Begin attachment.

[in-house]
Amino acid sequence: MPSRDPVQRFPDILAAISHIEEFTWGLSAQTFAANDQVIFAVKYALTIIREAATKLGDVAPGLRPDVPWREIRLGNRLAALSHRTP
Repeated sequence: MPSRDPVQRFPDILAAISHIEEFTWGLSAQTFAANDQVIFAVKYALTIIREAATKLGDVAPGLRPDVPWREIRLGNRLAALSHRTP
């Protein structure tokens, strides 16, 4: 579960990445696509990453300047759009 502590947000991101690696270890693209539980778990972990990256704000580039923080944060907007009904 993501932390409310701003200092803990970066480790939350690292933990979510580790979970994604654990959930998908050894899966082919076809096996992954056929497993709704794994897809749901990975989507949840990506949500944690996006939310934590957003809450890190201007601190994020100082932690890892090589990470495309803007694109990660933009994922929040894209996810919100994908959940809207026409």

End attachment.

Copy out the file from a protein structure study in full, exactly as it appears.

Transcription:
[in-house]
Amino acid sequence: MPSRDPVQRFPDILAAISHIEEFTWGLSAQTFAANDQVIFAVKYALTIIREAATKLGDVAPGLRPDVPWREIRLGNRLAALSHRTP
Repeated sequence: MPSRDPVQRFPDILAAISHIEEFTWGLSAQTFAANDQVIFAVKYALTIIREAATKLGDVAPGLRPDVPWREIRLGNRLAALSHRTP
């Protein structure tokens, strides 16, 4: 579960990445696509990453300047759009 502590947000991101690696270890693209539980778990972990990256704000580039923080944060907007009904 993501932390409310701003200092803990970066480790939350690292933990979510580790979970994604654990959930998908050894899966082919076809096996992954056929497993709704794994897809749901990975989507949840990506949500944690996006939310934590957003809450890190201007601190994020100082932690890892090589990470495309803007694109990660933009994922929040894209996810919100994908959940809207026409």